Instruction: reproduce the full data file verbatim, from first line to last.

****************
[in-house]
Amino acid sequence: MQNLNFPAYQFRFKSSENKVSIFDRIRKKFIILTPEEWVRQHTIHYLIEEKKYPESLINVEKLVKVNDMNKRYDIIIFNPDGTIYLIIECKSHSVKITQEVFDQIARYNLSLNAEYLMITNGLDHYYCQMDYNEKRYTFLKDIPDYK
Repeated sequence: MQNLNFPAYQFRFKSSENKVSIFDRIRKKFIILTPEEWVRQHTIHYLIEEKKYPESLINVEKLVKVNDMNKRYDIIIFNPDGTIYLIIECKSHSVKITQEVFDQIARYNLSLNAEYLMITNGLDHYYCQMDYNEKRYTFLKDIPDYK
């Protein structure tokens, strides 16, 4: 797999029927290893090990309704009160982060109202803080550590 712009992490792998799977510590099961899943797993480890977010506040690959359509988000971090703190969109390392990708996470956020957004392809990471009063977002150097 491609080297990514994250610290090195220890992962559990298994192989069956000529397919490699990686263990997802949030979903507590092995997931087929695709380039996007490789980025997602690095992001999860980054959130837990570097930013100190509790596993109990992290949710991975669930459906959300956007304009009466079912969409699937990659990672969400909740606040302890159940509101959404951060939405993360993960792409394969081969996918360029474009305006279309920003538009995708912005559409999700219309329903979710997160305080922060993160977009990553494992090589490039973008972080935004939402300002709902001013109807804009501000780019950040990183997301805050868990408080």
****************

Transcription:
[in-house]
Amino acid sequence: MQNLNFPAYQFRFKSSENKVSIFDRIRKKFIILTPEEWVRQHTIHYLIEEKKYPESLINVEKLVKVNDMNKRYDIIIFNPDGTIYLIIECKSHSVKITQEVFDQIARYNLSLNAEYLMITNGLDHYYCQMDYNEKRYTFLKDIPDYK
Repeated sequence: MQNLNFPAYQFRFKSSENKVSIFDRIRKKFIILTPEEWVRQHTIHYLIEEKKYPESLINVEKLVKVNDMNKRYDIIIFNPDGTIYLIIECKSHSVKITQEVFDQIARYNLSLNAEYLMITNGLDHYYCQMDYNEKRYTFLKDIPDYK
């Protein structure tokens, strides 16, 4: 797999029927290893090990309704009160982060109202803080550590 712009992490792998799977510590099961899943797993480890977010506040690959359509988000971090703190969109390392990708996470956020957004392809990471009063977002150097 491609080297990514994250610290090195220890992962559990298994192989069956000529397919490699990686263990997802949030979903507590092995997931087929695709380039996007490789980025997602690095992001999860980054959130837990570097930013100190509790596993109990992290949710991975669930459906959300956007304009009466079912969409699937990659990672969400909740606040302890159940509101959404951060939405993360993960792409394969081969996918360029474009305006279309920003538009995708912005559409999700219309329903979710997160305080922060993160977009990553494992090589490039973008972080935004939402300002709902001013109807804009501000780019950040990183997301805050868990408080």